By C. Todd Lopez
Both Russia and China figure heavily into the content of the 2022 National Defense Strategy, which was released in October. Within the strategy, integrated deterrence — including increased partnerships with American allies and partners — plays a central role to defending against both the acute and strategic threats posed by those two nations.
Mara Karlin, who performs the duties of the deputy undersecretary of defense for policy and who also serves as the assistant secretary of defense for strategy, plans and capabilities, spoke today at the Center for a New American Security to discuss how the department is enabling integrated deterrence regarding both China and Russia.
China, Karlin said, has both the intent and, increasingly, the capability to challenge the United States militarily, economically, technologically and diplomatically. While Russia doesn’t pose the same long-term strategic threat, it does pose a more urgent short-term threat. Because of this, and as evidenced by the now yearlong Russian invasion of Ukraine, the department has identified Russia as an “acute threat.”
“We very much see Russian aggression threatening our interests and values and those of our allies and our partners,” Karlin said. “Russia’s reckless war of choice against Ukraine has made that very clear and very real for the entire world. And we can’t help but watch the Russian alignment with the People’s Republic of China. Both [nations] seem to favor a world in which they can trample over the sovereignty of their smaller neighbors and have a free hand in their self-declared spheres of influence.”
One example of how the U.S. has operationalized integrated deterrence as it relates to Russia, Karlin said, includes the U.S. response following the Feb. 24, 2022, Russian invasion of Ukraine.
“We did a lot to surge U.S. forces to Europe as the conflict was kicking off and surge from 80,000 to 100,000 troops in Europe to reinforce our posture and frankly, that was doable because of our very close relationship with so many of those countries, because of preposition equipment,” she said.
As Russia continued to wage war against Ukraine, Karlin said, the U.S. and American allies and partners worked to defend their own interests in Eastern Europe by strengthening Ukraine’s ability to defend itself.
“We’ve been able to build Ukraine’s military and asymmetric capabilities through robust security assistance,” she said.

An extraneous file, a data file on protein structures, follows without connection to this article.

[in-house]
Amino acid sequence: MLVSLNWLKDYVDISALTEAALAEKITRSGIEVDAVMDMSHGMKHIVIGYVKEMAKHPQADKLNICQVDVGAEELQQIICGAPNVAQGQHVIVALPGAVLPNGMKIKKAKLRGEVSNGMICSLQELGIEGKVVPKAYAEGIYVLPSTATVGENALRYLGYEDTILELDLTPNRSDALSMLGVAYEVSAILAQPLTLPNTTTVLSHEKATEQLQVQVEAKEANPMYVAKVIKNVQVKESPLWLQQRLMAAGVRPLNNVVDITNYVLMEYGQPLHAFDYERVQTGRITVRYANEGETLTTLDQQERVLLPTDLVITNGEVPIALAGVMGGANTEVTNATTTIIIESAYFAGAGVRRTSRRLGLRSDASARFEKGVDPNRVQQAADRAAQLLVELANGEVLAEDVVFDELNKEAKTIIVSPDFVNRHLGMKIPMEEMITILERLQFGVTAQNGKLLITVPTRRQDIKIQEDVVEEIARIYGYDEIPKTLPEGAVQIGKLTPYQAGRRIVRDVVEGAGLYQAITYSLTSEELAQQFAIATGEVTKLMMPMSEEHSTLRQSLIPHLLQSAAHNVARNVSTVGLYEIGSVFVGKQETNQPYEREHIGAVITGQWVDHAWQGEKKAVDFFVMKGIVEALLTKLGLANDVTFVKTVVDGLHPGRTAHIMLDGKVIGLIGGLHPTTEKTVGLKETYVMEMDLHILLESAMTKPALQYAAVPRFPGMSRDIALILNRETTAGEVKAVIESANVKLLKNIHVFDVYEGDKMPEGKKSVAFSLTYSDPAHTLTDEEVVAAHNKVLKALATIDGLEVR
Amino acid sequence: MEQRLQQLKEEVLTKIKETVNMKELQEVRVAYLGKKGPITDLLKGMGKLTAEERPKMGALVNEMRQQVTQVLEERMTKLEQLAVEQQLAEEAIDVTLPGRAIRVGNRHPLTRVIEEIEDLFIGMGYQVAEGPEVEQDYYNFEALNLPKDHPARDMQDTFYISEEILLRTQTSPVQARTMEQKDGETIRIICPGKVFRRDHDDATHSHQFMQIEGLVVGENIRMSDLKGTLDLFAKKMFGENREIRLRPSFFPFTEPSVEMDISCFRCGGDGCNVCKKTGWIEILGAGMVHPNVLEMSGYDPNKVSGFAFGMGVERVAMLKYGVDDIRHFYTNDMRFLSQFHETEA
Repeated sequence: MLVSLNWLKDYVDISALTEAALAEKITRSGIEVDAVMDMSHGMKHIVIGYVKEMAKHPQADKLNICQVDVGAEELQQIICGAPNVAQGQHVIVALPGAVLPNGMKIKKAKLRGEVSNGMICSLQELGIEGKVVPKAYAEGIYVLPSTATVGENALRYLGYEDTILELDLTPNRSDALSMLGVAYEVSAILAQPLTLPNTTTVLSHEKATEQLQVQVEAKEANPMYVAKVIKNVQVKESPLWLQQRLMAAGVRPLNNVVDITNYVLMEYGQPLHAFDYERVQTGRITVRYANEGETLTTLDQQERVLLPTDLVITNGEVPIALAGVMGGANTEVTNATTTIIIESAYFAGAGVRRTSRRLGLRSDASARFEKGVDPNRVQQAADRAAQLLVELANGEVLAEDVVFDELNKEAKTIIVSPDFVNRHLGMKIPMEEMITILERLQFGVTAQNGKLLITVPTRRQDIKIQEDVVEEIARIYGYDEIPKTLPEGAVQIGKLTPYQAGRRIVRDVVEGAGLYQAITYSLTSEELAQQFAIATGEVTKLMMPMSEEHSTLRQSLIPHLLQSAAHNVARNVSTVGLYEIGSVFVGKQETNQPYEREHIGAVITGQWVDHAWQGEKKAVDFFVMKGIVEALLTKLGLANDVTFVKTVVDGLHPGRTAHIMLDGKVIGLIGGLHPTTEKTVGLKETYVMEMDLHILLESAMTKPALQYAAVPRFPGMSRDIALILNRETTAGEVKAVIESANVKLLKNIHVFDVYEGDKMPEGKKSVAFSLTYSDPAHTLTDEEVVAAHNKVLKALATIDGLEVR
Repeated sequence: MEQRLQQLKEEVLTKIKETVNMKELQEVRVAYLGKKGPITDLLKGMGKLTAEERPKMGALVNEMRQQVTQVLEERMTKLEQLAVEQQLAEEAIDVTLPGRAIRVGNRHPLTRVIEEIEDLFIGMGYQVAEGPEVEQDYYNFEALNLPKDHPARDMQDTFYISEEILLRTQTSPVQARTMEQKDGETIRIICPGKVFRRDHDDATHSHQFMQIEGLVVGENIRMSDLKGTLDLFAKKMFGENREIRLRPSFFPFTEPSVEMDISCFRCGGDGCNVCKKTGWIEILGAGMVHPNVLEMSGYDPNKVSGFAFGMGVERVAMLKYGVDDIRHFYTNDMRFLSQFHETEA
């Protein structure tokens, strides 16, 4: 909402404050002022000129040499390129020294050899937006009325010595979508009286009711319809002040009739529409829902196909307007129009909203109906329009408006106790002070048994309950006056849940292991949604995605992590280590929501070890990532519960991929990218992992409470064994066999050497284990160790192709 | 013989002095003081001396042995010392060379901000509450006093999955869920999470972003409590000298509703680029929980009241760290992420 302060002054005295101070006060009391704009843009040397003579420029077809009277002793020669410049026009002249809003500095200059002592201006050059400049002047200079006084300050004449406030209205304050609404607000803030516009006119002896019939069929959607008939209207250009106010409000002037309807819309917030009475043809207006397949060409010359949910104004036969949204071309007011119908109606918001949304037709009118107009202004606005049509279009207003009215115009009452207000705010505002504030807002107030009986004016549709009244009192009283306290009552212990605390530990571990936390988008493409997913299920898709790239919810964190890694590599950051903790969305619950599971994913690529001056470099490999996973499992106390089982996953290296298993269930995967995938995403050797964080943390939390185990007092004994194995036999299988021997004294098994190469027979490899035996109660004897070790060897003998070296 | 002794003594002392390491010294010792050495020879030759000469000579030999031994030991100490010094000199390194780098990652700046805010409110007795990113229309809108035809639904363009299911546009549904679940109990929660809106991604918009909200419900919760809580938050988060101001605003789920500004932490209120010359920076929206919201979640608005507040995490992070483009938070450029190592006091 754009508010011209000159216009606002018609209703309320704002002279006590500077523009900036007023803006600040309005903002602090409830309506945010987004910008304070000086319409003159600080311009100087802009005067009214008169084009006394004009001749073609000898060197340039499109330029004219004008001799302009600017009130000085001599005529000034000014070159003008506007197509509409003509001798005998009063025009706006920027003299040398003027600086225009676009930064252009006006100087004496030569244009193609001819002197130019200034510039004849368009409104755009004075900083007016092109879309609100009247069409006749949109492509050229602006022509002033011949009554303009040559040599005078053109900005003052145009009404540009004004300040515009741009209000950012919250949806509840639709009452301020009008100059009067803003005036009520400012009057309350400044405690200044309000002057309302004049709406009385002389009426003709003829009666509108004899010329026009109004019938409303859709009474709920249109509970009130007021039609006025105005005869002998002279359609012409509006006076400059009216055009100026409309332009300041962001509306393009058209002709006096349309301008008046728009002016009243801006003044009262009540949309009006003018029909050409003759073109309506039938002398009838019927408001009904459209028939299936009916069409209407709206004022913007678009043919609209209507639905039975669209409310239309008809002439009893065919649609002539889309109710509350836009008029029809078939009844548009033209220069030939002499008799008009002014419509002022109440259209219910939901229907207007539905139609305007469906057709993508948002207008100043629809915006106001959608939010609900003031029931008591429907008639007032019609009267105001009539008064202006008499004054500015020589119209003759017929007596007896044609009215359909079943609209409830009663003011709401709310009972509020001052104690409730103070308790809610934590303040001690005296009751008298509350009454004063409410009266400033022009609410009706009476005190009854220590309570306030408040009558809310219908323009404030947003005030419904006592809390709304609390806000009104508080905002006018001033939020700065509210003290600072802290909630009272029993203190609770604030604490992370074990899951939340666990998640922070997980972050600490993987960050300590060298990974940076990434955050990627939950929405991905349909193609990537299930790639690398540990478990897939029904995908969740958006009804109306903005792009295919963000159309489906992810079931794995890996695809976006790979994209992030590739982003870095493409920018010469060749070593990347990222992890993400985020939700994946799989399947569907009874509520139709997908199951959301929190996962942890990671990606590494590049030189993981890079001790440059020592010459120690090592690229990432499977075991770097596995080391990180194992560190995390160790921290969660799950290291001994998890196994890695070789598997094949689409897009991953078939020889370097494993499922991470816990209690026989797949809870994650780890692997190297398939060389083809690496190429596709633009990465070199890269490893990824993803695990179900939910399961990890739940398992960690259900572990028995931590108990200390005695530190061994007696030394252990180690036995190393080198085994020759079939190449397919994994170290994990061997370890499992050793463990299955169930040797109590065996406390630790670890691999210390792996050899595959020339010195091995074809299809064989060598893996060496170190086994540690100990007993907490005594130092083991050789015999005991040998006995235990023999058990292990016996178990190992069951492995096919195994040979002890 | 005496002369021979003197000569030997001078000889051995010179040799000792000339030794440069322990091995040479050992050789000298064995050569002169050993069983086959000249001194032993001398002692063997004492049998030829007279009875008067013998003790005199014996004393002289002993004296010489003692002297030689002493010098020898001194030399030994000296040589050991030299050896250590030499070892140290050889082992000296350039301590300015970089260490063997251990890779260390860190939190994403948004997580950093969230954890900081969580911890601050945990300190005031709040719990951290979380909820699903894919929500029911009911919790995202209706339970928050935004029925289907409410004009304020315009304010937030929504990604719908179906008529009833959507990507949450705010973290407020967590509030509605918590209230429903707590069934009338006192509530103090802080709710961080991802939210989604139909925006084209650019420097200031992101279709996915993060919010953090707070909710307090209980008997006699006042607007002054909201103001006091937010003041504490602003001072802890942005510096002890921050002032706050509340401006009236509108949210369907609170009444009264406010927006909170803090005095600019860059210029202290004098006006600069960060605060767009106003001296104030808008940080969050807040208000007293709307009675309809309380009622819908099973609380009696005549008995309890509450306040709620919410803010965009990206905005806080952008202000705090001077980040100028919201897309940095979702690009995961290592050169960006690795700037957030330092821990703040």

NATO allies, Karlin said, have stepped up to enhance their presence in Eastern Europe, and as part of the Ukraine Defense Contact Group — led by Secretary of Defense Lloyd J. Austin III — some 50 nations have banded together to help meet Ukraine’s current and future defense needs.
“I would also just note that the United States has worked really hard to ensure we can maintain our bedrock commitment to NATO’s collective defense and we do that working hand-in-hand with our allies,” she said.
When it comes to China, Karlin said, the department is investing in a combat credible force and investing in critical capabilities across domains such as cyber and space.
“You’ve seen this in terms of our construction of new ships, our modernization of the Army and the Marine Corps and the advancement of air power and key investments and in various aircraft,” she said.
In space, she said, the department is investing in the fielding of resilient satellite constellations and in boosting U.S. resilience in cyber.
When it comes to partnerships, Karlin said the U.S. is working with key allies and partners in the Indo-Pacific region to build and deepen security cooperation efforts.
“We’re forming new geometries for cooperation, such as AUKUS … Australia, the U.K. and the United States,” she said. “It’s really a strategic partnership that’s focused on enhancing regional stability and safeguarding a free and open Indo-Pacific, and it’s going to provide Australia with a conventionally armed nuclear powered submarine capability.”
As part of AUKUS, she said, the three partnered nations develop and exercise joint, advanced military capabilities.
“We’re accelerating the advancement of a bunch of different capabilities across areas as wide-ranging as artificial intelligence and autonomy and cyber … to ensure that our warfighters can retain and expand their competitive edge,” she said.
Also in the Pacific, Karlin said, the U.S. has worked to optimize its force posture there, including a more capable Marine Corps presence in Japan, increased rotational presence in Australia and better access in the Philippines.
“That’s all really meaningful when you look at our ability to project power,” she said.
The U.S. military is also expanding the number of exercises it holds with partners in the Indo-Pacific, Karlin said.
“What we’re really trying to do is change and enhance the size, scope, scale and character of these exercises,” she said. “A great example would be Garuda Shield, which was an exercise of 14 nations that occurred a couple of months ago.”